- The acting's pretty good.
- The actors are pretty.
- The countryside is pretty.
Even the orchestra is pretty.
- The relative present (immediate post-WWII Scotland) is graded so that it's damn near black and white, with only the characters in color.
- There's one hilarious scene where the heroine is about to interact with a Standing Stone (don't try this
at homeon vacation, kids). This entire scene is graded black-and-white while one forget-me-not is a brilliant digital blue .... that wobbles.
- The immediate past (the heroine's past as a child being raised by an archaeologist) is sepia.
- The true past/present (The Hiiiiiighlands and the post-Jacobite retaliation) is in glorious -- not Technicolor, but Kodachrome. Saturation, man.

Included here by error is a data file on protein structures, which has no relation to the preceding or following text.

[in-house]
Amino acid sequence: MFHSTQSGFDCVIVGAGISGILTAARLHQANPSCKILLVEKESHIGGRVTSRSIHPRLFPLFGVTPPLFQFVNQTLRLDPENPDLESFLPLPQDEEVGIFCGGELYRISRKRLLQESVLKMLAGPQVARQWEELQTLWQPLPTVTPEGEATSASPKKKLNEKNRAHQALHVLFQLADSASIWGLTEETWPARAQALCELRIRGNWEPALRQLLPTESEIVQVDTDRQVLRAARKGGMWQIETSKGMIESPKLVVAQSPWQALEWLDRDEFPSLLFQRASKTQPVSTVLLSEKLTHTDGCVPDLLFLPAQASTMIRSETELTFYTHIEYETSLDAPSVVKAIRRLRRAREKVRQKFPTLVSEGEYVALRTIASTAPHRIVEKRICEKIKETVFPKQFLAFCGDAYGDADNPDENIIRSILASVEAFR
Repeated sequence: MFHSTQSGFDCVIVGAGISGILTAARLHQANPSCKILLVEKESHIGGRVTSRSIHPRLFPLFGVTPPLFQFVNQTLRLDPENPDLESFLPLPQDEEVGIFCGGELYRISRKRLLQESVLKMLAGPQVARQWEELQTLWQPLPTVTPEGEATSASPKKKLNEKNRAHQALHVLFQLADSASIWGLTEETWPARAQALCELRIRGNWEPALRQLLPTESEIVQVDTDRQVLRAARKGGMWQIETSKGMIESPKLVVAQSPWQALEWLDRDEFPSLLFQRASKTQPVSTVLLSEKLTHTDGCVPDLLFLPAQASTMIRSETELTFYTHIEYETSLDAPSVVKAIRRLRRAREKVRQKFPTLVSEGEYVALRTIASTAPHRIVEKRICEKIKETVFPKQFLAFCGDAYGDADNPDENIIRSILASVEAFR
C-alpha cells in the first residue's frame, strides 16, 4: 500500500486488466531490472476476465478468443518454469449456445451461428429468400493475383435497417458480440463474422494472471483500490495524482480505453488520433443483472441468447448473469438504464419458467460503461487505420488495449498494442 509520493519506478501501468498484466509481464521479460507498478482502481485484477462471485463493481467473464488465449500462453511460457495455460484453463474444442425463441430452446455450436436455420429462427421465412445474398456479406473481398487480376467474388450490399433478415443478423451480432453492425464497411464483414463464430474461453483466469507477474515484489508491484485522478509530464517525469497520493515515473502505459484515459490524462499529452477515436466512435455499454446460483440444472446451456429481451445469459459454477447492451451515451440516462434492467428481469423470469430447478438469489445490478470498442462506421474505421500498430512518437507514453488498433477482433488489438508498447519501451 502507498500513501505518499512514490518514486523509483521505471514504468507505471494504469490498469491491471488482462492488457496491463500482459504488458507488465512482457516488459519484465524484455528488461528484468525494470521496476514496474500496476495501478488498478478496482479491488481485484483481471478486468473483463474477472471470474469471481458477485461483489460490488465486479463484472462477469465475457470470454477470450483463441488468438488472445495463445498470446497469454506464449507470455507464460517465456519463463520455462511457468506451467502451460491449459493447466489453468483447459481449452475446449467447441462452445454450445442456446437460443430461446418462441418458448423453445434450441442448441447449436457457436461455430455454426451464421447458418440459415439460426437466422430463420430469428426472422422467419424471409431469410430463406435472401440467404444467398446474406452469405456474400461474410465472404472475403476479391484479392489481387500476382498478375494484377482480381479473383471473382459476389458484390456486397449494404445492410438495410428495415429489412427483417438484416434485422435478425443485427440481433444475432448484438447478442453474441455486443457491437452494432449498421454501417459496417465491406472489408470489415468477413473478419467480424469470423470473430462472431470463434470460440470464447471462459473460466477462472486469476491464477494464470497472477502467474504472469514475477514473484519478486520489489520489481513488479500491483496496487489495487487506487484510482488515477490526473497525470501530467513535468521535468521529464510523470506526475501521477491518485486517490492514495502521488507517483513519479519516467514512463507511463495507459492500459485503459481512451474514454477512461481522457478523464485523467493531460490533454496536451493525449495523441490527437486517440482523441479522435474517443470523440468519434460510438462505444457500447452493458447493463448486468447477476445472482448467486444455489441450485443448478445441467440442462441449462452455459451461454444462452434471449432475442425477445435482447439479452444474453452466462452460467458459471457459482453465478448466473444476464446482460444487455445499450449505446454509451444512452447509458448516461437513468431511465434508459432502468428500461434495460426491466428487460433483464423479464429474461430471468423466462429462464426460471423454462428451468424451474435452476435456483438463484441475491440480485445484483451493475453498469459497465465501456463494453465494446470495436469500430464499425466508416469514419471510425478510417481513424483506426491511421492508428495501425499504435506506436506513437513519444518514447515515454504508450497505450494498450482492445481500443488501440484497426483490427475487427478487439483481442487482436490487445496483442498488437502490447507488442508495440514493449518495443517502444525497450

- The heroine runs around in a modern -and I don't mean 1940s- cream shiftdress. When she first leaps into the past she's in the shiftdress, a practical plaid shawl, a leather belt, and shoes. Within the first 5 minutes of running around being chased she's lost the shawl -- somewhat plausible -- and the belt, and I have no idea how she managed that. Nobody ever comments on the lady running around a knee-length filthy shift, which would be underwear by 18th-century standards. They call her a whore for swearing (something I find somewhat implausible in the 18th century), but apparently her dress is just one of those things.
- Our heroine is not only a war nurse but has been studying up on herbal remedies as a hobby. As one does, when one needs a profession should one be swept into the past at any moment.
- Enya-in-a-blenda soundtrack.